If you listen to the members of our community talk about Mary and John, and their programs,
you'll certainly hear about quality and rigor of the academic training,
but about both those professors, you'll also hear over and over again, of their availability,
of how much they care for each student, of their ongoing mentoring connections with alumni,
and of the personal human touch that they brought, and bring, to their roles.
In 2001, the school launched its joint PhD programs with economics,
sociology, and political science.
Almost immediately this was a great success,
attracting high quality applicants who's advisors enthusiastically recommended the
program in large part because of Mary's sterling reputation as a researcher and a teacher.
As a director, Mary has whether, formally or informally,
mentored each of the 83 students who have matriculated.
We have 37 graduates to date, and they have gone on to tenure faculty positions at universities
and colleges, research work for private sector, think tanks,
and prestigious post apteral fellowships.
When asked to support our nomination of Mary for our Rackham Mentoring Award just last year,
her former students responded with effusive personal and professional praise.
They described her has empowering, the ultimate role model, full of enthusiasm and energy,
and they told us how overwhelmingly supported Mary makes her students feel
and they commended her encouragement of broad creative thinking.
So Mary, it is my great pleasure to thank you, publicly and on behalf of the Ford School,
for all you have done to craft and nurture our PhD program.
[ Clapping ]
>> These flowers are from our PhD students.
[ Clapping ]
>> We launched our undergraduate program in the fall of 2007.
It was a major intellectual and administrative undertaking for the school
to create a new degree program and it took years of planning.
A liberal arts degree for undergraduates is a very different endeavor
from the professional graduate policy education that we have offered for so many decades.
As a trusted and respected campus leader, John Chamberlin was exactly the right person
to guide these efforts, to pull the right people to the planning table to ask the right questions
and to get things done in a wonderful way.
Yesterday the B.A. graduates presented John with a beautiful photo album and memory book
as a token of their affection for him.
In it, the students thanked him for the community that he created,
they said that his door was always open, and he was always available for them.
John leaves behind the legacy of a high quality, thriving undergraduate program
with top notch University of Michigan students applying to attend and very committed faculty
who actively lobby to teach them.
John, from the faculty, students, and staff of the Ford School,
a heartfelt thank you for all that you have built.
[ Clapping ]
>> John, Mary, and all of the members of the Ford School's outstanding faculty
and staff are wearing lapel flowers this evening so that you can spot them.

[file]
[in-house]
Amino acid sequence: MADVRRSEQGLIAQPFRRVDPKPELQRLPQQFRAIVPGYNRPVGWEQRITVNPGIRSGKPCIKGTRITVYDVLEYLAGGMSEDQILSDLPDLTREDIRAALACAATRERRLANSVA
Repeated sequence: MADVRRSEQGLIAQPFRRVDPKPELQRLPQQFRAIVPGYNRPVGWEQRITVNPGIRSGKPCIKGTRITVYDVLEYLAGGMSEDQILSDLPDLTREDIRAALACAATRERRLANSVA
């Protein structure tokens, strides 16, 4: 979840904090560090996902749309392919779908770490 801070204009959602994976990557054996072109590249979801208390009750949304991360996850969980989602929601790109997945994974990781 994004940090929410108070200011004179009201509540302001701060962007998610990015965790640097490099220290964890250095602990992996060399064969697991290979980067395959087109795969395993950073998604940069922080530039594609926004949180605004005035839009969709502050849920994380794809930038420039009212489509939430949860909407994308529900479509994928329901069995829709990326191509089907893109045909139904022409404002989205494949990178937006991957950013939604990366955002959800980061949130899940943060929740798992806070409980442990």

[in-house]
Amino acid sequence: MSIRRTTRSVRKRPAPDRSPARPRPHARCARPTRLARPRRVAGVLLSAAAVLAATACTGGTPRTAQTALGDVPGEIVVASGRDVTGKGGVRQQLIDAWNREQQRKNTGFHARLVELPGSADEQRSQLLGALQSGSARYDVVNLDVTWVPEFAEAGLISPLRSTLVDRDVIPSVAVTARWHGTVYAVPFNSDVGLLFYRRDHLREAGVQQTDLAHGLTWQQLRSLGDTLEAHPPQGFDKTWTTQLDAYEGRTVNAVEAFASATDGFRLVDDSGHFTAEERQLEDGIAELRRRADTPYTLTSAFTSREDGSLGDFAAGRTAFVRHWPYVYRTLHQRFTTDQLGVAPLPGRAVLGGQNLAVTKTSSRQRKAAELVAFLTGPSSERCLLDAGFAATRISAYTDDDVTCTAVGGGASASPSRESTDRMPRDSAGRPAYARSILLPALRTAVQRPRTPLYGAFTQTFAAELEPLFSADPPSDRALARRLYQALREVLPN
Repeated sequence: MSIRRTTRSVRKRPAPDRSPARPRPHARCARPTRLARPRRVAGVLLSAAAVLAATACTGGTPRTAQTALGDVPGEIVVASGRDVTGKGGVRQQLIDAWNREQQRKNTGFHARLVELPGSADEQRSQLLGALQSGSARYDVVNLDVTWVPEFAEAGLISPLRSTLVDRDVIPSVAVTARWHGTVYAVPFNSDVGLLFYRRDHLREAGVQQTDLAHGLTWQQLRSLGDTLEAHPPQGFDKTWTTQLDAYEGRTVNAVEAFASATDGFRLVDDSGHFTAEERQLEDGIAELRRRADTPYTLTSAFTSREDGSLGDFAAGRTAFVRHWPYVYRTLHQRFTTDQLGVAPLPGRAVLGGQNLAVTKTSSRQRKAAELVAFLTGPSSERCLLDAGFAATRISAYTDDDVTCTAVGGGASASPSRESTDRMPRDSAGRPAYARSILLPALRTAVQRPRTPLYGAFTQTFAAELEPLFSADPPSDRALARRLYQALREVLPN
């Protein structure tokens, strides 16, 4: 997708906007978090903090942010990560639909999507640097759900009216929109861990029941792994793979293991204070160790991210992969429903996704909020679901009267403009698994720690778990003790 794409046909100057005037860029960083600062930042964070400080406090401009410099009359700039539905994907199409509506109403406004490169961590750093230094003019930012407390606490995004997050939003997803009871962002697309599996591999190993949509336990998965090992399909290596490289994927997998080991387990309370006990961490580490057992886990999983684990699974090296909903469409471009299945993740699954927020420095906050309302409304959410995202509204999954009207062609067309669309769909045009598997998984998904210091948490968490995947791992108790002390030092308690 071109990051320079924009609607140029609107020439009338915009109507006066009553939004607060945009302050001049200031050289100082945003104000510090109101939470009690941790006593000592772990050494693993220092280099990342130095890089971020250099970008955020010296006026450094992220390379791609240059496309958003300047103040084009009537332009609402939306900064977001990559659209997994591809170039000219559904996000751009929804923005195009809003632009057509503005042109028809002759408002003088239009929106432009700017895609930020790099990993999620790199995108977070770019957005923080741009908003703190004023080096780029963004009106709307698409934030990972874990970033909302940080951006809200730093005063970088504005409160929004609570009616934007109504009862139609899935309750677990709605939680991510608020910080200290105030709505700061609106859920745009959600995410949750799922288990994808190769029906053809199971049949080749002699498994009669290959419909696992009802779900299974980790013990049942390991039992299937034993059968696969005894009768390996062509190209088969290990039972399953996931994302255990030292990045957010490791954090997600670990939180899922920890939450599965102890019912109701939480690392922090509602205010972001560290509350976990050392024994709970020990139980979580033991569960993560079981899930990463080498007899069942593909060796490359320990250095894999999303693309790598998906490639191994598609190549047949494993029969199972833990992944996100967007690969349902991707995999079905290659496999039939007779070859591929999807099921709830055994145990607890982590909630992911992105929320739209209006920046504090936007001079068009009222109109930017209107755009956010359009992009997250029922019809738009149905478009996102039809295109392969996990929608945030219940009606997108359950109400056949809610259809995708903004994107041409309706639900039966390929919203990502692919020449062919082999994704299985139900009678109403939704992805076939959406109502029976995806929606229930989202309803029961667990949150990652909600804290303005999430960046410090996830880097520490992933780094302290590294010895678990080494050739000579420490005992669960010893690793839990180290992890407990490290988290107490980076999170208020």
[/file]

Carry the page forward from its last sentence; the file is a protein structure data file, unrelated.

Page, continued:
Our excellent faculty have broad interests,
their joint appointments connect us throughout the university to economics, political science,
sociology, math, history, business, social work, education, natural resources, information,
urban planning, and more, we also have a terrific professional staff team
that keeps the education, the research,
and the public service missions of the school moving forward.
I'd like to ask all of the faculty and staff now to stand please, and I'd like you to join me
in thanking them for all that they do.
[ Clapping ]
>> And now, for the accomplishments of tonight's graduates,
what have they learned during their time here and what have they already given back to us?
Let's start with the six new PhD graduates, their training at the University of Michigan was
in disciplinary and policy relevant.
Students developed a strong theoretical grounding in a social science discipline
and paired that with rigorous coursework and empirical methods and policy analysis.
This particular group is extraordinarily accomplished and we're very proud of them.
The 98 students receiving a Master's Degree tonight,
let me talk about them very briefly next.
The Ford School's rigorous MPP and MPA curriculum is designed
to give students the skills to collect, analyze, evaluate, and present information
about a wide range of public concerns.
We encourage students to take seminars that involve real world policy projects,
and we require that our MPP students complete a summer internship applying what they have
learned in the classroom in the real world.
Our graduate students are incredibly diverse, they speak 19 different languages,
they come from 14 different countries, and they include eight different Sarah's.
>> [Laughing]
>> About 40% of the classes already finalized their immediate employment plans,
and I'd like to personally reassure the parents, that if anything,
our current employment rate is a bit ahead of recent years,
all of our graduates will find work in city, state, or federal governments,
in the private sector, in think tanks, or NGO's in the U.S. or abroad.
Now let me turn to the 57 students graduating today with a Bachelor of Arts in Public Policy.
A true liberal arts degree, our program emphasizes thinking across disciplines
to understand a policy challenge and develop solutions.
Our first two classes, two that have graduated, are already finding success
in teaching politics, research, and analysis,
sales and graduate programs such as law and medicine.
The B.A. students are curious, hardworking, and engaged, and bring vitality
to the school approaching their studies with great seriousness.
This group boasts 13 Phi Beta Kappa's and 26 Angel Scholars, and leaders from a variety